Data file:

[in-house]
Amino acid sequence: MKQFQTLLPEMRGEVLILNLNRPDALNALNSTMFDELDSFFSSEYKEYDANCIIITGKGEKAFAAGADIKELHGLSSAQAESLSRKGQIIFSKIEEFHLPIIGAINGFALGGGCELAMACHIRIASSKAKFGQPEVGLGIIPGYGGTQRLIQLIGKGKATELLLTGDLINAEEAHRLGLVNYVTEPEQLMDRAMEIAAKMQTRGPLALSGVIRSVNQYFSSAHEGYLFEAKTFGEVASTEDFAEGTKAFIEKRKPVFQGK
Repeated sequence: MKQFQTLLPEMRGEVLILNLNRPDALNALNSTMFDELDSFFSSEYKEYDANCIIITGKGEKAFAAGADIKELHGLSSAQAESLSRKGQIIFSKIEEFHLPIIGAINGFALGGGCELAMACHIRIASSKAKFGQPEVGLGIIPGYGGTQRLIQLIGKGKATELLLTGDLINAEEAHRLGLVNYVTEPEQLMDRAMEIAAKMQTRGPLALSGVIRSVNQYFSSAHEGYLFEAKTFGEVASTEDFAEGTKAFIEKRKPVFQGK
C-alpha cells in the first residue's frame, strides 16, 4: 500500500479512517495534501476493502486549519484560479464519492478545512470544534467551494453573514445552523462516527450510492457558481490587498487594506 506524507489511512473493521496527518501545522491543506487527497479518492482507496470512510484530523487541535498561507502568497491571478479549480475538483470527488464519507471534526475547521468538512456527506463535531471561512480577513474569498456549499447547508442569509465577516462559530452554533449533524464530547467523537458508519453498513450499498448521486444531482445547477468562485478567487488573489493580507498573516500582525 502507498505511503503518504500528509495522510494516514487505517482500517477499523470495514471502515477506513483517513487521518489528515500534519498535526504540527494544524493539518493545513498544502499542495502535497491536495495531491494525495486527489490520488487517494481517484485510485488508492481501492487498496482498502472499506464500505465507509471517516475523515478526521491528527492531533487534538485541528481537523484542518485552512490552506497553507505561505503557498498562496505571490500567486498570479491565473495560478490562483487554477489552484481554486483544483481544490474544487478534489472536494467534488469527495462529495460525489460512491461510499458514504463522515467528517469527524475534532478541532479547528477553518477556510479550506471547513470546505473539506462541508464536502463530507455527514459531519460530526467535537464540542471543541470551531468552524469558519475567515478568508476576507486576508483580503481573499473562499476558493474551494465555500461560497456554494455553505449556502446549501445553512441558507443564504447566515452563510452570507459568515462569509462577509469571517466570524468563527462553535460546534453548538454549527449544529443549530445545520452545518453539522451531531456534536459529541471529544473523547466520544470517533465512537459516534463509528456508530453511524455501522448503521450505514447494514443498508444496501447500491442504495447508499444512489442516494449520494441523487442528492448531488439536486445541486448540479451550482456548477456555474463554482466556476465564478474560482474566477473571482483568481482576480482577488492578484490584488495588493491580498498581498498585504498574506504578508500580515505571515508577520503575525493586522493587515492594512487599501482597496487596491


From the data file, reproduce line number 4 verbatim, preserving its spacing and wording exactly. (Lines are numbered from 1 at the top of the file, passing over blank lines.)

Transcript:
C-alpha cells in the first residue's frame, strides 16, 4: 500500500479512517495534501476493502486549519484560479464519492478545512470544534467551494453573514445552523462516527450510492457558481490587498487594506 506524507489511512473493521496527518501545522491543506487527497479518492482507496470512510484530523487541535498561507502568497491571478479549480475538483470527488464519507471534526475547521468538512456527506463535531471561512480577513474569498456549499447547508442569509465577516462559530452554533449533524464530547467523537458508519453498513450499498448521486444531482445547477468562485478567487488573489493580507498573516500582525 502507498505511503503518504500528509495522510494516514487505517482500517477499523470495514471502515477506513483517513487521518489528515500534519498535526504540527494544524493539518493545513498544502499542495502535497491536495495531491494525495486527489490520488487517494481517484485510485488508492481501492487498496482498502472499506464500505465507509471517516475523515478526521491528527492531533487534538485541528481537523484542518485552512490552506497553507505561505503557498498562496505571490500567486498570479491565473495560478490562483487554477489552484481554486483544483481544490474544487478534489472536494467534488469527495462529495460525489460512491461510499458514504463522515467528517469527524475534532478541532479547528477553518477556510479550506471547513470546505473539506462541508464536502463530507455527514459531519460530526467535537464540542471543541470551531468552524469558519475567515478568508476576507486576508483580503481573499473562499476558493474551494465555500461560497456554494455553505449556502446549501445553512441558507443564504447566515452563510452570507459568515462569509462577509469571517466570524468563527462553535460546534453548538454549527449544529443549530445545520452545518453539522451531531456534536459529541471529544473523547466520544470517533465512537459516534463509528456508530453511524455501522448503521450505514447494514443498508444496501447500491442504495447508499444512489442516494449520494441523487442528492448531488439536486445541486448540479451550482456548477456555474463554482466556476465564478474560482474566477473571482483568481482576480482577488492578484490584488495588493491580498498581498498585504498574506504578508500580515505571515508577520503575525493586522493587515492594512487599501482597496487596491